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Charlestown Reservation


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County Road 635/Charlestown Road, Bethlehem Township, NJ
Phone: (908) 782-1158
www.co.hunterdon.nj.us/depts/parks/ParkAreas/Charlestown/info.htm

OWNER:  Hunterdon County

DIRECTIONS:  Turn Left out of the parking area and turn Right at the stop sign onto Main Street. After 0.6 miles turn Right onto CR 635 South/New Street and proceed 0.3 miles. Turn Left at the stop sign onto CR 635/Charlestown Road. Continue 0.6 miles turning Right into parking area.   Map
 
ACCESS AND PARKING:  Open daily from dawn to dusk. Parking is available for 8 to 10 vehicles. Hunting is permitted; contact the county parks department or visit www.co.hunterdon.nj.us/hunting/instruct.htm for hunting seasons and regulations. No hunting is allowed on Sundays. The main trail access is a solid, highly visible trail, but it is not handicapped-accessible.

Black-throated Green Warbler
Black-throated Green WarblerLloyd Spitalnik
 
SITE DESCRIPTION:  This 269-acre preserve was operated as a tree farm, apple orchard and multiple-crop farm before being deeded over to Hunterdon County. Follow the trail from the right corner of the parking lot, up the hillside where it intersects with an old field road. The road traverses the area past two old meadows, through varying degrees of reforestation, before doubling back on itself. Only wide enough for one person, this trail imparts a remoteness that offers a welcome respite from the hubbub of daily life.

DON'T MISS:  the grove of pine trees at the top of the trail. Entering these hushed woods feels like entering the forest primeval.

THROUGH THE SEASONS:  
Winter:  After a snowfall the pine forest has the feeling of a secluded shelter. When passing through the woods look for Red-breasted Nuthatch, Pine Siskin and Ruby- and Golden-crowned Kinglets. Search the snow for fresh rodent tracks. The woodland jumping mouse, an uncommon resident of New Jersey, exists in these woods. The adaptations of this tri-colored mouse include large back feet and a long tail, which enable it to jump as high as two feet and as long as six feet. This ability allows the small creature to cover ground quickly, useful when evading predators such as fox and owl.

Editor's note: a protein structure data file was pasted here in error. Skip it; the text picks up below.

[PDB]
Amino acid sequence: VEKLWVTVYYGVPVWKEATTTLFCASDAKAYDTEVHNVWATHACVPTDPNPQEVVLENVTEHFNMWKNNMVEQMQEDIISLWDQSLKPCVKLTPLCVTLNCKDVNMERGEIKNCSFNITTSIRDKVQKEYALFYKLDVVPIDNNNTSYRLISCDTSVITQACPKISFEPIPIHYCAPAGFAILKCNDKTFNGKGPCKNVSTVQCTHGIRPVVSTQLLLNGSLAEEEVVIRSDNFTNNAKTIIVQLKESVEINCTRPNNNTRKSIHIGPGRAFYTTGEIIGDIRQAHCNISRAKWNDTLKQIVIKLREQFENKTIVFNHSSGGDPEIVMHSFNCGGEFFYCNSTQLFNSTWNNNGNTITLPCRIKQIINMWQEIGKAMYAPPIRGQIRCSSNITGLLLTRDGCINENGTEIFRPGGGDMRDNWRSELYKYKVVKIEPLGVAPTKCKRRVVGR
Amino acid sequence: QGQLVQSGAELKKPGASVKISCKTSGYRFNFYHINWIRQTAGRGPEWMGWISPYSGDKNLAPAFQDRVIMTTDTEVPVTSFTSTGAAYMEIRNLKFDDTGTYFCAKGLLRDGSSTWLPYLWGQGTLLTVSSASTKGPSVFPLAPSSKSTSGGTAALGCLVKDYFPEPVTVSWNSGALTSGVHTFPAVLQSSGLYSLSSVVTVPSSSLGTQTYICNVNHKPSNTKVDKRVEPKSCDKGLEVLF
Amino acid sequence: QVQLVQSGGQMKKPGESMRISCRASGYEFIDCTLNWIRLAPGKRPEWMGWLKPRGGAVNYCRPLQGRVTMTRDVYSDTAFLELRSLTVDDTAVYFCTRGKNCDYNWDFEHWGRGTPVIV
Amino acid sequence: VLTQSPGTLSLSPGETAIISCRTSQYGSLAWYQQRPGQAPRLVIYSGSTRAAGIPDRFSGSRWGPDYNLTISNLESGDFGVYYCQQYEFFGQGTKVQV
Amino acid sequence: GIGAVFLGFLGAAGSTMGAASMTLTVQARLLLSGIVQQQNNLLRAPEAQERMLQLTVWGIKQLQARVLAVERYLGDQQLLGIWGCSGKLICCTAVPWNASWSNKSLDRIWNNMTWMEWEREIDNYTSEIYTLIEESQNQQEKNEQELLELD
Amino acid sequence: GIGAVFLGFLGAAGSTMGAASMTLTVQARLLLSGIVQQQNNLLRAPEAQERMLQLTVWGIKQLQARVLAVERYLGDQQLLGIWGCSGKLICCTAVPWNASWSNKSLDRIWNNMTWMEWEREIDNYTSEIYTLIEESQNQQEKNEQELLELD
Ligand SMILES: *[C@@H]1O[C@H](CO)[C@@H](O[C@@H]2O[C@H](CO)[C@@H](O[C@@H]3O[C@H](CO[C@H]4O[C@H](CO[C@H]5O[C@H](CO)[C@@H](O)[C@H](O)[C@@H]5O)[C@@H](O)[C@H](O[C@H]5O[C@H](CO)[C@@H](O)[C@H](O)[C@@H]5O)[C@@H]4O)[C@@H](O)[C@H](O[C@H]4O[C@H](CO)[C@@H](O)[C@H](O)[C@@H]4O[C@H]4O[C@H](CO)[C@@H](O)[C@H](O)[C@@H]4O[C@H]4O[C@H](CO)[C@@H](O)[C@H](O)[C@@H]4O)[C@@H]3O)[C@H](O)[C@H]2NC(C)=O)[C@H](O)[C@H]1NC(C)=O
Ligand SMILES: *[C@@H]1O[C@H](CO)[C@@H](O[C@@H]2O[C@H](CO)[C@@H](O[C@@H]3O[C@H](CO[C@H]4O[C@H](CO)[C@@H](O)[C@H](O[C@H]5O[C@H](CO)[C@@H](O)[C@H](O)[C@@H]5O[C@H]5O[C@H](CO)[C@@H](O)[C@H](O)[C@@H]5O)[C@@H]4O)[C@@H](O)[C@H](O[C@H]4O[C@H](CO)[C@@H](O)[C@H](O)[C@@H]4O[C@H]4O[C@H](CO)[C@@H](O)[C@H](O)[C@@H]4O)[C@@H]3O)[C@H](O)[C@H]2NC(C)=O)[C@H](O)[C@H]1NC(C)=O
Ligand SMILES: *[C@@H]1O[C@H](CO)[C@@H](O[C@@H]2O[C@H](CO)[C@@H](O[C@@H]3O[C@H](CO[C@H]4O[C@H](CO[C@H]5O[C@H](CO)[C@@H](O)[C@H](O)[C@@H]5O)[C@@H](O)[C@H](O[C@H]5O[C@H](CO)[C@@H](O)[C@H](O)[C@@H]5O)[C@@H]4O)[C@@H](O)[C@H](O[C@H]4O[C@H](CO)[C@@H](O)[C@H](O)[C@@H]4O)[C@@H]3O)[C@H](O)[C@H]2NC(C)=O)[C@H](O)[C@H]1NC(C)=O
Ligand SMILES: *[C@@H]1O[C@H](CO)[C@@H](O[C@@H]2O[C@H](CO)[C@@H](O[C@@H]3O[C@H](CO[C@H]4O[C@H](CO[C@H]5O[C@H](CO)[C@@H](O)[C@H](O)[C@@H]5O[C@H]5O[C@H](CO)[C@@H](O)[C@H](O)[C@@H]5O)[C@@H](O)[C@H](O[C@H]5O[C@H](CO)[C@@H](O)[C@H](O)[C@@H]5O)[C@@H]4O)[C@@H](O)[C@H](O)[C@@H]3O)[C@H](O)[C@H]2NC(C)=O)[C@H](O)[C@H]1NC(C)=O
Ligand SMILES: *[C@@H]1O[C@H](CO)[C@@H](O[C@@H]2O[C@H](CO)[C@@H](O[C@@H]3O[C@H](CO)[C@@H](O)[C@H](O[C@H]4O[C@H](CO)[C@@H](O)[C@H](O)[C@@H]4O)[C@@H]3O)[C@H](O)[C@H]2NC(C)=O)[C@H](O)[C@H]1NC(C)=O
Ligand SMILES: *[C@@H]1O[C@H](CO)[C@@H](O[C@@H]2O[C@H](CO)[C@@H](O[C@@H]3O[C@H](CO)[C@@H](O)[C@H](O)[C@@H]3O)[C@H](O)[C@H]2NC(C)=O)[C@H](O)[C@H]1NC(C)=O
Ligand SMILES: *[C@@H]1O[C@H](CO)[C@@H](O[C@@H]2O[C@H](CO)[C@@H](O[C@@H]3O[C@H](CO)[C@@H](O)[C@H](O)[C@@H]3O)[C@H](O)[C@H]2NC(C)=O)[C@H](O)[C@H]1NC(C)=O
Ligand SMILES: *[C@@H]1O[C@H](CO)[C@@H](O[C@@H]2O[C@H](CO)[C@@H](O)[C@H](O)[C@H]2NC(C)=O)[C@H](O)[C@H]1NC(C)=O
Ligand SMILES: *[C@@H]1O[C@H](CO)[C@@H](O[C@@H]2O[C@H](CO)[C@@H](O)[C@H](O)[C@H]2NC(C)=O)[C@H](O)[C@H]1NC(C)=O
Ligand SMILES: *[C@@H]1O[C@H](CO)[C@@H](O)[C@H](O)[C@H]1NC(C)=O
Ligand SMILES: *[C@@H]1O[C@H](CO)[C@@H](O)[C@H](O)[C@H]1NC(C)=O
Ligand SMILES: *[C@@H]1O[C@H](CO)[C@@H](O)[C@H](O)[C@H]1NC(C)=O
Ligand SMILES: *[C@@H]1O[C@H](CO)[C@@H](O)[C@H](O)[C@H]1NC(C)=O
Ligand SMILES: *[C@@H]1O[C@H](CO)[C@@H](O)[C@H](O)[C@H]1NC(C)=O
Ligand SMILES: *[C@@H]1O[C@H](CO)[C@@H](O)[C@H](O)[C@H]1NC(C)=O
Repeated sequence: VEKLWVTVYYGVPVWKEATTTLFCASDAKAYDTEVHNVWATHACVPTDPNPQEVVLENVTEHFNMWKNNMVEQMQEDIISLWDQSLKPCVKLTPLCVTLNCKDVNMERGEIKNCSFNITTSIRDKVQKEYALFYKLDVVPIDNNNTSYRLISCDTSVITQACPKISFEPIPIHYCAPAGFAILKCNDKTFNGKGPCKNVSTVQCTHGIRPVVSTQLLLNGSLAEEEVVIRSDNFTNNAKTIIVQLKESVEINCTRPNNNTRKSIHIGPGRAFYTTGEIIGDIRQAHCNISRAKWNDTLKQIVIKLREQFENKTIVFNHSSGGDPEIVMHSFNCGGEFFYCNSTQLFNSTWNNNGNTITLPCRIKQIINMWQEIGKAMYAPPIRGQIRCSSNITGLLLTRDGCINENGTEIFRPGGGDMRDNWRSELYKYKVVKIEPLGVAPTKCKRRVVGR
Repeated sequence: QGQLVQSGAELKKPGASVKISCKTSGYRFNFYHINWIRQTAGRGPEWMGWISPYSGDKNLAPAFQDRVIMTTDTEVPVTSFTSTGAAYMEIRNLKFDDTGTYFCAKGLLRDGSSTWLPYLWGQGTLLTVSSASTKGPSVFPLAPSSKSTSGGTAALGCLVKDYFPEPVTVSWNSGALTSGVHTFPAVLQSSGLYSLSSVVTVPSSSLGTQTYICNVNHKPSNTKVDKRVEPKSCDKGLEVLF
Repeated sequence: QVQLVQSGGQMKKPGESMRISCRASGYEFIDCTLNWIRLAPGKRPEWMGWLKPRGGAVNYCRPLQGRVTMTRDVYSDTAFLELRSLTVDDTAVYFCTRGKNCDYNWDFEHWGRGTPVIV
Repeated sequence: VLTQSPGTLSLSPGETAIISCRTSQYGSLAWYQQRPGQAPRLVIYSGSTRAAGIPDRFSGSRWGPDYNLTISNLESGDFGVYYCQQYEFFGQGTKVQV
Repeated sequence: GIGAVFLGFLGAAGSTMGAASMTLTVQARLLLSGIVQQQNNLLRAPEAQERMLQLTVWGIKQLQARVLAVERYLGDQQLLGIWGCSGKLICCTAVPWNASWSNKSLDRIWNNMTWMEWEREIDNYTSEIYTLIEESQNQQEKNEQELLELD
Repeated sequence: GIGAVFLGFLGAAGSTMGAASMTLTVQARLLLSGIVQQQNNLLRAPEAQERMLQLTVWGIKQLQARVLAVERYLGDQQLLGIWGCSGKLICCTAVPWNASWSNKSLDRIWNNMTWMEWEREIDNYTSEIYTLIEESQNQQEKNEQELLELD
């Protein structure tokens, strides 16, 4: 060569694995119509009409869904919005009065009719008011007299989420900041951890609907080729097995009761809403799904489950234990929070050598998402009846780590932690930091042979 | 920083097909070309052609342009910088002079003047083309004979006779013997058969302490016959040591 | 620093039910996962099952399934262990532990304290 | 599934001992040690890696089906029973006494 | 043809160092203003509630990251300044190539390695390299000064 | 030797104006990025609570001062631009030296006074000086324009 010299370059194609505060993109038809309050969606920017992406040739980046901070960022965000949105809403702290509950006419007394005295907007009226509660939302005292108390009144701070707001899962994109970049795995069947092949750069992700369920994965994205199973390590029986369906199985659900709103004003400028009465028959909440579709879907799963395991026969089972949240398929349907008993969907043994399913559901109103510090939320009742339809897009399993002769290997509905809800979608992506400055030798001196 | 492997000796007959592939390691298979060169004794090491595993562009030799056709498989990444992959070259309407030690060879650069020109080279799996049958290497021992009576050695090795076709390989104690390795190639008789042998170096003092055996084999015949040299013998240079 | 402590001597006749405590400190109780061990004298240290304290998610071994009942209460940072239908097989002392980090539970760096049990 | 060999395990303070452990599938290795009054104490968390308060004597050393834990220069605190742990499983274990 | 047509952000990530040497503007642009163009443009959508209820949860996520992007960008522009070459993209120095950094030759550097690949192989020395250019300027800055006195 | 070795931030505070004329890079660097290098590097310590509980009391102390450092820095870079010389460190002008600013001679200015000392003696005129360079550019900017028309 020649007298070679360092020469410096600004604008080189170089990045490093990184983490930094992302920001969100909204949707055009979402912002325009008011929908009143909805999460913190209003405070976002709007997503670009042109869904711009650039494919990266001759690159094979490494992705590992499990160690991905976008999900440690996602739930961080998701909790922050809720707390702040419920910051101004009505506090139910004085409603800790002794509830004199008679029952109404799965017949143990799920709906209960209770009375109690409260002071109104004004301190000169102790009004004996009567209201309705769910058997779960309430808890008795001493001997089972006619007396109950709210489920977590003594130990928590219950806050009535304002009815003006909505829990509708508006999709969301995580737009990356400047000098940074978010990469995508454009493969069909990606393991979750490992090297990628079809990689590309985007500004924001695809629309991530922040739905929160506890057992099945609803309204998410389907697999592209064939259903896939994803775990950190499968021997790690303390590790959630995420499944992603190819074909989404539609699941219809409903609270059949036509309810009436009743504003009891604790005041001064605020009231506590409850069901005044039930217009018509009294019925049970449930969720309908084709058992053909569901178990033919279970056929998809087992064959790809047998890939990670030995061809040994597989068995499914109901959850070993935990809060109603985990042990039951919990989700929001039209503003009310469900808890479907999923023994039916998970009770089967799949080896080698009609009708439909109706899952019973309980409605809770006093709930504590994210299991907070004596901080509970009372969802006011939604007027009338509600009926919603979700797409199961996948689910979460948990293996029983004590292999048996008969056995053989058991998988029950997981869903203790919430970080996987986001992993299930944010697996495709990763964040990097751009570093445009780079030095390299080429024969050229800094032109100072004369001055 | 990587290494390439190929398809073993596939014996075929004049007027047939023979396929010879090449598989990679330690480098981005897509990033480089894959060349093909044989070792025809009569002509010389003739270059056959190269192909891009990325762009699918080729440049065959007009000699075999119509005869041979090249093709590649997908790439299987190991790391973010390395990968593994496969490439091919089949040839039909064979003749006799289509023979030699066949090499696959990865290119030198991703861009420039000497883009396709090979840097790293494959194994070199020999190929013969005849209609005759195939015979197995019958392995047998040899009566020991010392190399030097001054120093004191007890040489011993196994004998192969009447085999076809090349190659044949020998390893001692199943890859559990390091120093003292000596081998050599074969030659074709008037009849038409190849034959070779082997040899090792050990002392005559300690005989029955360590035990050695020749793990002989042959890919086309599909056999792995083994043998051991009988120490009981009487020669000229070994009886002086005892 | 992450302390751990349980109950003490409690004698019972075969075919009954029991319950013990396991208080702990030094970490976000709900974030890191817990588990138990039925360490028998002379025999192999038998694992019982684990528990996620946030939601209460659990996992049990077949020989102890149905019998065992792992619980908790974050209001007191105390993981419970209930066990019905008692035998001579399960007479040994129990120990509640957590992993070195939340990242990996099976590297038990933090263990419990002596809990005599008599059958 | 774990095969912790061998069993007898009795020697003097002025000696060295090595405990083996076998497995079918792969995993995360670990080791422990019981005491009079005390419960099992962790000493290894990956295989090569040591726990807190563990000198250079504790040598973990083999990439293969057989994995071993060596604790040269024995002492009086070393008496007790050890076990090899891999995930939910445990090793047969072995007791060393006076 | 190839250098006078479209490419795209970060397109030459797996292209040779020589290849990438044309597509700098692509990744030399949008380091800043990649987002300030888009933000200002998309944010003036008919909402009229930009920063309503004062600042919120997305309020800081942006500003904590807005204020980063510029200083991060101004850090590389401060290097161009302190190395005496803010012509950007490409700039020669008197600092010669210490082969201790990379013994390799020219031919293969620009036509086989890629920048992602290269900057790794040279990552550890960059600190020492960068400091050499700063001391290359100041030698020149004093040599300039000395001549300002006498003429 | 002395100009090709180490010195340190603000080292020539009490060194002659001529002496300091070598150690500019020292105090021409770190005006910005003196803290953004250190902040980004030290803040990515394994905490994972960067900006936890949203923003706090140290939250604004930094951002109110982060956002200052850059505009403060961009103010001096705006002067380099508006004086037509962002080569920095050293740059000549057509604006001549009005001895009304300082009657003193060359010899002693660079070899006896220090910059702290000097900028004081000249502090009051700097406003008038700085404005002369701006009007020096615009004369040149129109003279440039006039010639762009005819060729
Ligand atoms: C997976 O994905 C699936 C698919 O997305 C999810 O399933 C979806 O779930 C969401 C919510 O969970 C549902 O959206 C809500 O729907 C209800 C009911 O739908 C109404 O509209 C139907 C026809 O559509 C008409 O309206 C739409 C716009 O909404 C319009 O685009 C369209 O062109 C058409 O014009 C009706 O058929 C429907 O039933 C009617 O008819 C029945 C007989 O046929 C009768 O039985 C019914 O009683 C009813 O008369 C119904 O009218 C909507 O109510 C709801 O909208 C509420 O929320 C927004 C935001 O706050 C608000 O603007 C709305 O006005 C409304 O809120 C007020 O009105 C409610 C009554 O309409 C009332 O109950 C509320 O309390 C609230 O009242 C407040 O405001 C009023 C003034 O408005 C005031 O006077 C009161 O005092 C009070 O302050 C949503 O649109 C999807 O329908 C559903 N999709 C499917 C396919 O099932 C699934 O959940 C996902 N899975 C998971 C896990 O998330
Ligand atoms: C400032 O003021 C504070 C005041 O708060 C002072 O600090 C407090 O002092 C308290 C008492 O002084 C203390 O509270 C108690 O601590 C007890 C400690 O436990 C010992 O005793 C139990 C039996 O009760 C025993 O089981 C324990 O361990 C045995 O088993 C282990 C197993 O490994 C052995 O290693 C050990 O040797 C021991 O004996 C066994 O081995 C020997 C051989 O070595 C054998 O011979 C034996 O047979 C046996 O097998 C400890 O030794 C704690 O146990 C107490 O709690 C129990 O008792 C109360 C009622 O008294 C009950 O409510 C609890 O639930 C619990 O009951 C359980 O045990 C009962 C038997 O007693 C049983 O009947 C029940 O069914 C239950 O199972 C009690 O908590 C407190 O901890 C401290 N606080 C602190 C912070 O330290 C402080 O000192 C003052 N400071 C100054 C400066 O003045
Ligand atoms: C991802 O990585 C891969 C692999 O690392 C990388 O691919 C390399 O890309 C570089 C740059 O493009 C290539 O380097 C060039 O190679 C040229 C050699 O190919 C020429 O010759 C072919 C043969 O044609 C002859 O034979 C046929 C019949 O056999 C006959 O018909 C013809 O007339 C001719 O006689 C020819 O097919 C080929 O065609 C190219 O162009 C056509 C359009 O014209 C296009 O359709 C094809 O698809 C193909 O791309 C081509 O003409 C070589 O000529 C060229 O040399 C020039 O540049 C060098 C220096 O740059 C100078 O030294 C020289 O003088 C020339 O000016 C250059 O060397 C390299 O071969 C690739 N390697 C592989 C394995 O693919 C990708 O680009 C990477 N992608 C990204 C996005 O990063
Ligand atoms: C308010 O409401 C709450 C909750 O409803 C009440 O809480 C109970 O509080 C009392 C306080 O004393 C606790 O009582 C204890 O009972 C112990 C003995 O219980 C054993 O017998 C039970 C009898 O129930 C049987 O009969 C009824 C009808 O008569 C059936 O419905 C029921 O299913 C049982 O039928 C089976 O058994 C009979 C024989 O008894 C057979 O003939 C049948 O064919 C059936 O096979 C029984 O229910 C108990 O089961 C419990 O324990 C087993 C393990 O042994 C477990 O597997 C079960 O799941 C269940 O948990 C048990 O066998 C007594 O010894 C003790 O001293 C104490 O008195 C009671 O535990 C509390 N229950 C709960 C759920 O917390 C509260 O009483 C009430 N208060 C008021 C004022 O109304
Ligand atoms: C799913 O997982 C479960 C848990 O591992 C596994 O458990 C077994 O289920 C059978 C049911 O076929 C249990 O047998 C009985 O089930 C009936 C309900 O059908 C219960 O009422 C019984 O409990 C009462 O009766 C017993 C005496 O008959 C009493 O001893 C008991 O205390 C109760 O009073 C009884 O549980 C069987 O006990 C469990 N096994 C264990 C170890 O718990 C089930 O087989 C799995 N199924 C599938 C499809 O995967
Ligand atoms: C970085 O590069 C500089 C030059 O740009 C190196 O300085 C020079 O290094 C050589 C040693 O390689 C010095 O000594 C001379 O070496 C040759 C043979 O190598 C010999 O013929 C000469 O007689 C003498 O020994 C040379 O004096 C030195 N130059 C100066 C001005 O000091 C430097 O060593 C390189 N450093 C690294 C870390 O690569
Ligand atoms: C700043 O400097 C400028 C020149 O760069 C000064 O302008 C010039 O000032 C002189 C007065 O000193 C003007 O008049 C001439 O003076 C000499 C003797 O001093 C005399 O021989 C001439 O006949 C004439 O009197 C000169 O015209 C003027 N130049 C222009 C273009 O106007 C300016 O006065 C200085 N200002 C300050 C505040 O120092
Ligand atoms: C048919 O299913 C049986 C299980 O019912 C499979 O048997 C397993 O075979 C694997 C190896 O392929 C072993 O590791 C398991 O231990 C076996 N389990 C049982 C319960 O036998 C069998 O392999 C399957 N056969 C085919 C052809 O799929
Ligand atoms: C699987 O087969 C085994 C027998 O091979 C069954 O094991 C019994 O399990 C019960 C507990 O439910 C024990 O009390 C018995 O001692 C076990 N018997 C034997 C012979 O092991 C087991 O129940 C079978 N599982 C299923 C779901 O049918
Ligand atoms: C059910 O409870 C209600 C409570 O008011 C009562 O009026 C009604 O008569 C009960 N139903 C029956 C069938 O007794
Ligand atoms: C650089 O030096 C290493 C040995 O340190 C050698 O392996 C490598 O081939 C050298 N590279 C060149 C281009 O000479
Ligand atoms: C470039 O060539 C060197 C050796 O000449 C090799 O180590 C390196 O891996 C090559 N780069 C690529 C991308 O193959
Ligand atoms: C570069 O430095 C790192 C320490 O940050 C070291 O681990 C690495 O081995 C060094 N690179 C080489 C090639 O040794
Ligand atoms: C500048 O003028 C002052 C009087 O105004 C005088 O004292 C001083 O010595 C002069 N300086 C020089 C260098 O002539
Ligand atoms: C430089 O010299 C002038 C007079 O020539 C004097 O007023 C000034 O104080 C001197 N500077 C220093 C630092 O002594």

Spring:  Migrants are attracted to those green havens they spot as they pass over. Early in the season look for Pine, Palm, Yellow and Yellow-rumped Warblers, Chipping Sparrow, Eastern Phoebe and Hermit Thrush. The pine forest may attract Magnolia, Blackburnian, Black-throated Green or Blackpoll Warblers. Old rock walls along the trail attest to previous farm use on the property. These rock piles are now in use by various snake species, chipmunks and ground-dwelling creatures.
Summer:  The meadows can be a good spot to see Black and Tiger Swallowtails, Red Admiral and Monarch butterflies along with the Common Green Darner dragonfly. Ripening wild blackberry provides a great source of food for Gray Catbird, and the thickets provide shelter from predators for birds and small mammals. Baby birds abound during the summer months; quietly observe adult bird activity as they search for food and return to the nest to feed their young. More easily viewed species include Baltimore Oriole, American Robin and Northern Cardinal. Look in the pine forest for Blue-headed Vireo and Pine or Black-throated Green Warblers.
Fall:  The variety of trees lend an outstanding array of colors to the fall foliage. Hawk migration begins in the late summer and continues ‘til late November. Broad-winged, Cooper’s, Sharp-shinned and Red-tailed Hawks will all be passing through, along with a variety of duller-plumaged warblers.


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